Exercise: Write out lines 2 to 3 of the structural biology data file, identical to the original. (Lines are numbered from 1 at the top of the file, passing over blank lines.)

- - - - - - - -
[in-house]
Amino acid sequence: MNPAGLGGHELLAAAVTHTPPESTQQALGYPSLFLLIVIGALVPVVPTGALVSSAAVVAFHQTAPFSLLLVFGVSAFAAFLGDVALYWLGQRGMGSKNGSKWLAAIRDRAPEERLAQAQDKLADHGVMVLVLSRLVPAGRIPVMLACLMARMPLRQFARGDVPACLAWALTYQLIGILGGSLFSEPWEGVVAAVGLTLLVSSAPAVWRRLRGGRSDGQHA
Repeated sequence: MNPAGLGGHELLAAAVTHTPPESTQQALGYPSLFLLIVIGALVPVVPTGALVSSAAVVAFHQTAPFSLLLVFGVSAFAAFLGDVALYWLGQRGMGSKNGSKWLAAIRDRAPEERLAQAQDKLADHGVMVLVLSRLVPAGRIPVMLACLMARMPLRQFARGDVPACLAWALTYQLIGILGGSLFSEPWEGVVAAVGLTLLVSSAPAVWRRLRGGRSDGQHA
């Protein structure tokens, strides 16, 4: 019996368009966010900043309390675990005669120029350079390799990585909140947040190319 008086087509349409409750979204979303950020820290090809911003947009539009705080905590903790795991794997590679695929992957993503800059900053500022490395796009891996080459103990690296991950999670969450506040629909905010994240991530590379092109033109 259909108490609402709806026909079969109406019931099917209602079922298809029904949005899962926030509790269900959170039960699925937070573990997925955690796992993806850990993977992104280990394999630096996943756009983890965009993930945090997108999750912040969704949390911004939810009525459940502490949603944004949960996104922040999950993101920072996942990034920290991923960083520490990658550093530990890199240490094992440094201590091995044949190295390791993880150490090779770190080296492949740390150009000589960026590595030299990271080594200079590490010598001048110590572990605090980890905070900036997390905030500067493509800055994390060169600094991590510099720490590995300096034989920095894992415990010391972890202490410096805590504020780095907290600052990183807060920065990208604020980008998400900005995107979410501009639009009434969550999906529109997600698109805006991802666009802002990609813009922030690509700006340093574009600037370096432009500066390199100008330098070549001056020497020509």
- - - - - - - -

Amino acid sequence: MNPAGLGGHELLAAAVTHTPPESTQQALGYPSLFLLIVIGALVPVVPTGALVSSAAVVAFHQTAPFSLLLVFGVSAFAAFLGDVALYWLGQRGMGSKNGSKWLAAIRDRAPEERLAQAQDKLADHGVMVLVLSRLVPAGRIPVMLACLMARMPLRQFARGDVPACLAWALTYQLIGILGGSLFSEPWEGVVAAVGLTLLVSSAPAVWRRLRGGRSDGQHA
Repeated sequence: MNPAGLGGHELLAAAVTHTPPESTQQALGYPSLFLLIVIGALVPVVPTGALVSSAAVVAFHQTAPFSLLLVFGVSAFAAFLGDVALYWLGQRGMGSKNGSKWLAAIRDRAPEERLAQAQDKLADHGVMVLVLSRLVPAGRIPVMLACLMARMPLRQFARGDVPACLAWALTYQLIGILGGSLFSEPWEGVVAAVGLTLLVSSAPAVWRRLRGGRSDGQHA